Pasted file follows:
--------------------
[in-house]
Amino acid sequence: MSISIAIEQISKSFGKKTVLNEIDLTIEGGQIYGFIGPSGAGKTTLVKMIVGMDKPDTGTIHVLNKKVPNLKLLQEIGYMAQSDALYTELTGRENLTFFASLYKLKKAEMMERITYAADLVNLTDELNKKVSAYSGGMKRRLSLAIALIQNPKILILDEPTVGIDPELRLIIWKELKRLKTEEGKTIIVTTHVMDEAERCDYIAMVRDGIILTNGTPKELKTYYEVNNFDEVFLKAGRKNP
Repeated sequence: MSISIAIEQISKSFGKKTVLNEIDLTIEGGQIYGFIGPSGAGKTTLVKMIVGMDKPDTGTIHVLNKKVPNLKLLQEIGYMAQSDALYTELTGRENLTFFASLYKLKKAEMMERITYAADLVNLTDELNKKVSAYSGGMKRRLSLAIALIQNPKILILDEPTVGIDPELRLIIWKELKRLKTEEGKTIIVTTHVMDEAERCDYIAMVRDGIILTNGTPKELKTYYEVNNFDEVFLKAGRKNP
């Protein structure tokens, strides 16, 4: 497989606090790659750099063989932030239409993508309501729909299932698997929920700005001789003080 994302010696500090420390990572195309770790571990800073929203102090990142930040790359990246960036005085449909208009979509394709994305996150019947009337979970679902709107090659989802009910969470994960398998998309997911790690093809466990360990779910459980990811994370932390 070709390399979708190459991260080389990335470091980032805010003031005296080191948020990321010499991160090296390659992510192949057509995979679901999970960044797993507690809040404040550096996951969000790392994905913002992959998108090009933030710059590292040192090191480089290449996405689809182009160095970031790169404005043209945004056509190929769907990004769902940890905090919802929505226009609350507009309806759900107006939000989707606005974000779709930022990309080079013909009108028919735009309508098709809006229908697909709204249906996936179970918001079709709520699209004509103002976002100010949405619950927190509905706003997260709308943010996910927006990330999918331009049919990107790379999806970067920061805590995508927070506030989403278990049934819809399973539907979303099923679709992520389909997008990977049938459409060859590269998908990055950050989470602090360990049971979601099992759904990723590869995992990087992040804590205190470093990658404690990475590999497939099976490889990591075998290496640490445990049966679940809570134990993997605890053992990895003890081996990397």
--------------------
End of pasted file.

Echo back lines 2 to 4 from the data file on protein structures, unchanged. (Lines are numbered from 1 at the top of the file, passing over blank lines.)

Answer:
Amino acid sequence: MSISIAIEQISKSFGKKTVLNEIDLTIEGGQIYGFIGPSGAGKTTLVKMIVGMDKPDTGTIHVLNKKVPNLKLLQEIGYMAQSDALYTELTGRENLTFFASLYKLKKAEMMERITYAADLVNLTDELNKKVSAYSGGMKRRLSLAIALIQNPKILILDEPTVGIDPELRLIIWKELKRLKTEEGKTIIVTTHVMDEAERCDYIAMVRDGIILTNGTPKELKTYYEVNNFDEVFLKAGRKNP
Repeated sequence: MSISIAIEQISKSFGKKTVLNEIDLTIEGGQIYGFIGPSGAGKTTLVKMIVGMDKPDTGTIHVLNKKVPNLKLLQEIGYMAQSDALYTELTGRENLTFFASLYKLKKAEMMERITYAADLVNLTDELNKKVSAYSGGMKRRLSLAIALIQNPKILILDEPTVGIDPELRLIIWKELKRLKTEEGKTIIVTTHVMDEAERCDYIAMVRDGIILTNGTPKELKTYYEVNNFDEVFLKAGRKNP
């Protein structure tokens, strides 16, 4: 497989606090790659750099063989932030239409993508309501729909299932698997929920700005001789003080 994302010696500090420390990572195309770790571990800073929203102090990142930040790359990246960036005085449909208009979509394709994305996150019947009337979970679902709107090659989802009910969470994960398998998309997911790690093809466990360990779910459980990811994370932390 070709390399979708190459991260080389990335470091980032805010003031005296080191948020990321010499991160090296390659992510192949057509995979679901999970960044797993507690809040404040550096996951969000790392994905913002992959998108090009933030710059590292040192090191480089290449996405689809182009160095970031790169404005043209945004056509190929769907990004769902940890905090919802929505226009609350507009309806759900107006939000989707606005974000779709930022990309080079013909009108028919735009309508098709809006229908697909709204249906996936179970918001079709709520699209004509103002976002100010949405619950927190509905706003997260709308943010996910927006990330999918331009049919990107790379999806970067920061805590995508927070506030989403278990049934819809399973539907979303099923679709992520389909997008990977049938459409060859590269998908990055950050989470602090360990049971979601099992759904990723590869995992990087992040804590205190470093990658404690990475590999497939099976490889990591075998290496640490445990049966679940809570134990993997605890053992990895003890081996990397």